Music, Audio, and Other Illnesses

Terry Riley

Which Terry Riley?

I first heard A Rainbow in Curved Air before I heard Steve Reich, but I didn’t identify the album as being a part of anything, except the great exploratory music of the time. It was only retroactively that I heard it that way. But Riley is very much a progenitor of both Reich and Glass — though he rarely stays in one place.

It’s so hard to pin Riley down that I would have chosen NOT to write about him, but for a sense of obligation to the form. Not that I don’t love his works —- I do. It’s just very hard to know what to say. You begin near the beginning and who knows where you end up? (And by now, you know whether what I’m writing about in these pieces on “minimalism” is for you or not.)

Riley is credited historically with the invention of this form of music on his famous album In C (CBS Masterworks MK-7178) in 1968. The form probably came out about simultaneously in a number of places, and the circles I hang out in correctly attribute it to La Monte Young, if to any one person. But “In C” (1964) was the first “popular” composition in the genre; its recording followed in ‘68[1].

The Wiki: “In C consists of 53 short, numbered musical phrases, lasting from half a beat to 32 beats; each phrase may be repeated an arbitrary number of times. Each musician has control over which phrase they play: players are encouraged to play the phrases starting at different times, even if they are playing the same phrase. In this way, although the melodic content of each part is predetermined, In C has elements of aleatoric music[2] to it. The performance directions state that the musical ensemble should try to stay within two to three phrases of each other. The phrases must be played in order, although some may be skipped. As detailed in some editions of the score, it is customary for one musician (“traditionally… a beautiful girl,” Riley notes in the score) to play the note C in repeated eighth notes, typically on a piano or pitched-percussion instrument (e.g. marimba). This functions as a metronome and is referred to as “The Pulse”[3]. Steve Reich introduced the idea of a rhythmic pulse to Riley, who accepted it, thus radically altering the original composition by Riley which had no rhythm.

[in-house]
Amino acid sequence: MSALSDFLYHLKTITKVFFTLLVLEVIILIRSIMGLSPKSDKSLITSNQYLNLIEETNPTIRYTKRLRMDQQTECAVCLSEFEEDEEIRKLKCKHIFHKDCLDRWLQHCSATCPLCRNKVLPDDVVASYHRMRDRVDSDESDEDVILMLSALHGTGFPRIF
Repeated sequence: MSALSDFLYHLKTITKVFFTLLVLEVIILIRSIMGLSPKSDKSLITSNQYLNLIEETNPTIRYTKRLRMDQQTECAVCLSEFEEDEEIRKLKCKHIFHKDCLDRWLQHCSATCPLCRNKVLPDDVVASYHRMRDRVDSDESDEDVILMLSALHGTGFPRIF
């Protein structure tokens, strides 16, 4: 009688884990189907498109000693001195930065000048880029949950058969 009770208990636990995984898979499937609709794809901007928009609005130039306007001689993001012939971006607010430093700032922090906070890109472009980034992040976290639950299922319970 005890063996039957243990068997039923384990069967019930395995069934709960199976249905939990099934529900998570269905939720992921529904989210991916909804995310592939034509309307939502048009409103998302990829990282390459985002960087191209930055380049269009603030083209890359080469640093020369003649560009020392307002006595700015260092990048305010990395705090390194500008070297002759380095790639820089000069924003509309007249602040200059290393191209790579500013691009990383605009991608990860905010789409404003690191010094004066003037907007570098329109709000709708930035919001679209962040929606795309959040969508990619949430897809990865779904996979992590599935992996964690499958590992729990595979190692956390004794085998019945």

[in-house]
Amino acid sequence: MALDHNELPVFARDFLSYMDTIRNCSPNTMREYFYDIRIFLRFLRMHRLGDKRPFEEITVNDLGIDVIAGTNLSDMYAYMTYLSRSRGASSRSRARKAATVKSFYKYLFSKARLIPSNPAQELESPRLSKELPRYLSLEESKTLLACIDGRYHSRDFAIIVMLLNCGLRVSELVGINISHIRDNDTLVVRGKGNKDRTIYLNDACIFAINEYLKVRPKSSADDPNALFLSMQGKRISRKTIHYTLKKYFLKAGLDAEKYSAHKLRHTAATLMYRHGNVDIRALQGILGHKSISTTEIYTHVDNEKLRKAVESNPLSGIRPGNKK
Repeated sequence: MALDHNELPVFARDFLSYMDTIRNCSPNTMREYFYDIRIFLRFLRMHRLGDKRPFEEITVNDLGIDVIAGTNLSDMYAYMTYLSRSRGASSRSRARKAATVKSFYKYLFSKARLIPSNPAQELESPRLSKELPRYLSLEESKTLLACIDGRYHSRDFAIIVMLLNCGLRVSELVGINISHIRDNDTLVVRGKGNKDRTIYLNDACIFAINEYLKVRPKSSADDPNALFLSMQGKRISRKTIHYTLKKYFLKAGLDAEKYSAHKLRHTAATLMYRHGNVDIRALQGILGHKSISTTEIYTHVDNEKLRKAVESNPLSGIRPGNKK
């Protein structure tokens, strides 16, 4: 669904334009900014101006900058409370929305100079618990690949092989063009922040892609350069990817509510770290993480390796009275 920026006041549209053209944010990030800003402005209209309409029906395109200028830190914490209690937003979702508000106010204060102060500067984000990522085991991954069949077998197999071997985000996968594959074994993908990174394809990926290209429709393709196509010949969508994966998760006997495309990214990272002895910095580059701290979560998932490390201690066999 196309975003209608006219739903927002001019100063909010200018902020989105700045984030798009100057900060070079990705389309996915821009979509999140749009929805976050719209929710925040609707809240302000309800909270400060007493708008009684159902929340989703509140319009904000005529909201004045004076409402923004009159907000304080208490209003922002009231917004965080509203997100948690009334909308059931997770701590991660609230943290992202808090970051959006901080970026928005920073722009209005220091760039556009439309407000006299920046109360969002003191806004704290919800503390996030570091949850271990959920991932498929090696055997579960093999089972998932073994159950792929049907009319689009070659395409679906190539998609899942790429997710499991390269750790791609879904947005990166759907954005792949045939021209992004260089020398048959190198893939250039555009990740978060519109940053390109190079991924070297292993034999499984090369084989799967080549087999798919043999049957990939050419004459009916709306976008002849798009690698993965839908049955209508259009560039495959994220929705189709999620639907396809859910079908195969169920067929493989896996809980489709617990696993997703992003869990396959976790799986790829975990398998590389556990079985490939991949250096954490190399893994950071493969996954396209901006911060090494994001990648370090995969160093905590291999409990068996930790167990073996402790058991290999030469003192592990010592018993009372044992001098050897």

It was worth reproducing that explanation in full because it’s hard to imagine now just how revolutionary “In C” would have been at the time. But Riley’s next CBS album was a near complete change of direction. A Rainbow in Curved Air / Poppy Nogood and the Phantom Band is an album of two studio improvisations, using techniques and ideas found in the recordings of Bill Evans and in Hindustani music[4]. And you might like this music if you enjoy listening to north Indian music (or vice-versa). You also might not. It’s impossible to talk about improvisational music, so for a description of what’s here look at this Wikipedia article. 

I honestly can think of no way of conveying what’s on these recordings, except to say that they’re sumptuous; droning, but not; with frenetic elements, but also very still.

Rather than go through a number of albums individually, I want to leap decades into the future, and discuss his solo piano recordings a little. I saw him in an improvised solo recital in Philadelphia in 2008. This man can play — I mean really play. The closest comparison I can make is to McCoy Tyner; it’s not that the music is similar, but to watch someone have so much joy spilling out of their hands…

The Padova Concert[5], like The Harp of New Albion[6], presents improvisations on a piano tuned in just intonation — in the case of the Padova, a highly treated piano. But unlike other recordings, he uses accidentals all over the place. The result is highly strange — and for ME to say something is strange, well…

They take some adjusting to listen to; your ear has to be attuned to the new and the weird. But if you can make that aural leap, it pays off. (But be warned, they’re very different recordings, quality-wise. The Padua Concert is small and mono; The Harp of New Albion is sort of vast. Nonetheless, I think my preference is for the Padova record.)

Shortly after I saw Riley, my pal Henry Kaiser recommended The Lisbon Concert[7]. Now this is an album on the level of some of Keith Jarrett’s recordings, minus the gospel (and all on one tonic). It’s more closely miked than Jarrett’s, but it’s just as far ranging. It’s lyrical, it boogies, it pounds. Is this jazz? Is it new music? Do I care? No, it doesn’t sound like you’re in the audience, it sounds as if you’re living inside the piano. But, man, is it good.

Spend a little time with Riley, he goes so many places, there’s bound to be something that appeals.

[1]

 

[2] “Chance music”, or randomness

[3] Played on the CBS album by Jon Hassell’s first wife, Margaret. See how it all comes together?

[4] https://www.youtube.com/watch?v=eKg_R1W94G0

[5] https://www.youtube.com/playlist?list=PLQVY1aiJEdS4_-DndUV-yJfxcZfEw9vJT

[6] https://www.youtube.com/watch?v=TmgWeioQoTU

[7]  https://www.youtube.com/playlist?list=PLPOXq9rsiVPMenigOAjsHqC3Ip4lNzX7y